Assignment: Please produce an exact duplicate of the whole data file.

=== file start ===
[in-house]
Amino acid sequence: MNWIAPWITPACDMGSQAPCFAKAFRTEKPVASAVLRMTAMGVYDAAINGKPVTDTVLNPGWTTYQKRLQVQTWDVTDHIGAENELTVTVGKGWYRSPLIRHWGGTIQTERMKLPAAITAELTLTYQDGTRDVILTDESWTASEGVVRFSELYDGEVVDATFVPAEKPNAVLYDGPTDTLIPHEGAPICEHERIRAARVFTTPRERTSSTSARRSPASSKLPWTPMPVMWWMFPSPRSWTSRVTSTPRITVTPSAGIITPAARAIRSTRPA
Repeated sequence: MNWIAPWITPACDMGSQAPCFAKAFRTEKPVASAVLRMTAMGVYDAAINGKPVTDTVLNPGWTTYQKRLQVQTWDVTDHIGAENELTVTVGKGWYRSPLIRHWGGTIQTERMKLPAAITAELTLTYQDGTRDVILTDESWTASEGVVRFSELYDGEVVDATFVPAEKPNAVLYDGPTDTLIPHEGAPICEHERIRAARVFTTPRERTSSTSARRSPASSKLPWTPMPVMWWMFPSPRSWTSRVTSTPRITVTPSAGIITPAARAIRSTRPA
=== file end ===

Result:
[in-house]
Amino acid sequence: MNWIAPWITPACDMGSQAPCFAKAFRTEKPVASAVLRMTAMGVYDAAINGKPVTDTVLNPGWTTYQKRLQVQTWDVTDHIGAENELTVTVGKGWYRSPLIRHWGGTIQTERMKLPAAITAELTLTYQDGTRDVILTDESWTASEGVVRFSELYDGEVVDATFVPAEKPNAVLYDGPTDTLIPHEGAPICEHERIRAARVFTTPRERTSSTSARRSPASSKLPWTPMPVMWWMFPSPRSWTSRVTSTPRITVTPSAGIITPAARAIRSTRPA
Repeated sequence: MNWIAPWITPACDMGSQAPCFAKAFRTEKPVASAVLRMTAMGVYDAAINGKPVTDTVLNPGWTTYQKRLQVQTWDVTDHIGAENELTVTVGKGWYRSPLIRHWGGTIQTERMKLPAAITAELTLTYQDGTRDVILTDESWTASEGVVRFSELYDGEVVDATFVPAEKPNAVLYDGPTDTLIPHEGAPICEHERIRAARVFTTPRERTSSTSARRSPASSKLPWTPMPVMWWMFPSPRSWTSRVTSTPRITVTPSAGIITPAARAIRSTRPA